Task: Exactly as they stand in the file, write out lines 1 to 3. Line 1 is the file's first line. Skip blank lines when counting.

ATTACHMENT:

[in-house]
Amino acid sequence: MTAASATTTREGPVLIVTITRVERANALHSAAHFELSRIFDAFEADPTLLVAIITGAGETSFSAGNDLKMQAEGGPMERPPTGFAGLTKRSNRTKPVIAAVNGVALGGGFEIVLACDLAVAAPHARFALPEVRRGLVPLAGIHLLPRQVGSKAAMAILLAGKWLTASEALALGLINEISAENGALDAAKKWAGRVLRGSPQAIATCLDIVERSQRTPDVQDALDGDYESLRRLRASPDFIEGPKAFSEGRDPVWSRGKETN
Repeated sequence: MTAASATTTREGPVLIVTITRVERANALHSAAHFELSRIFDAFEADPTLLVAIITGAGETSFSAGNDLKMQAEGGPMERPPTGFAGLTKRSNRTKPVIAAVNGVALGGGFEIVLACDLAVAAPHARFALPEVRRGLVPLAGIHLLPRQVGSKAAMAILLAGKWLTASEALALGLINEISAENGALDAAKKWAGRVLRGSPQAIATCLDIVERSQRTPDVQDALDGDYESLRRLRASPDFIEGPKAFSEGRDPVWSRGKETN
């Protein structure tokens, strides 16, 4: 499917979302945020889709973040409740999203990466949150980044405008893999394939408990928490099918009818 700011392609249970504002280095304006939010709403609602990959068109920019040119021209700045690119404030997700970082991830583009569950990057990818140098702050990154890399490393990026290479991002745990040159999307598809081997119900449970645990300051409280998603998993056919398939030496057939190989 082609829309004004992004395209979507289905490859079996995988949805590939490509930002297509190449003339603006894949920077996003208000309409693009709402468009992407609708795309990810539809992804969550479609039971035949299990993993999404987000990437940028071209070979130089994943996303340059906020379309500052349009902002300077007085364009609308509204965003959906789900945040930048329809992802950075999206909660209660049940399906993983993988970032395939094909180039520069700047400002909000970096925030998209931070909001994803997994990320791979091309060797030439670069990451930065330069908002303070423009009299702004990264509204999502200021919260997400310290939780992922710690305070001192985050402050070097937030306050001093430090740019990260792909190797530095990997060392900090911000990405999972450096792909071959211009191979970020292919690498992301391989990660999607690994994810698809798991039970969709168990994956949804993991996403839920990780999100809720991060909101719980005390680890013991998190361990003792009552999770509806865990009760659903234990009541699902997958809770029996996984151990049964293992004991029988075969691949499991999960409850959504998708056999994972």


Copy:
[in-house]
Amino acid sequence: MTAASATTTREGPVLIVTITRVERANALHSAAHFELSRIFDAFEADPTLLVAIITGAGETSFSAGNDLKMQAEGGPMERPPTGFAGLTKRSNRTKPVIAAVNGVALGGGFEIVLACDLAVAAPHARFALPEVRRGLVPLAGIHLLPRQVGSKAAMAILLAGKWLTASEALALGLINEISAENGALDAAKKWAGRVLRGSPQAIATCLDIVERSQRTPDVQDALDGDYESLRRLRASPDFIEGPKAFSEGRDPVWSRGKETN
Repeated sequence: MTAASATTTREGPVLIVTITRVERANALHSAAHFELSRIFDAFEADPTLLVAIITGAGETSFSAGNDLKMQAEGGPMERPPTGFAGLTKRSNRTKPVIAAVNGVALGGGFEIVLACDLAVAAPHARFALPEVRRGLVPLAGIHLLPRQVGSKAAMAILLAGKWLTASEALALGLINEISAENGALDAAKKWAGRVLRGSPQAIATCLDIVERSQRTPDVQDALDGDYESLRRLRASPDFIEGPKAFSEGRDPVWSRGKETN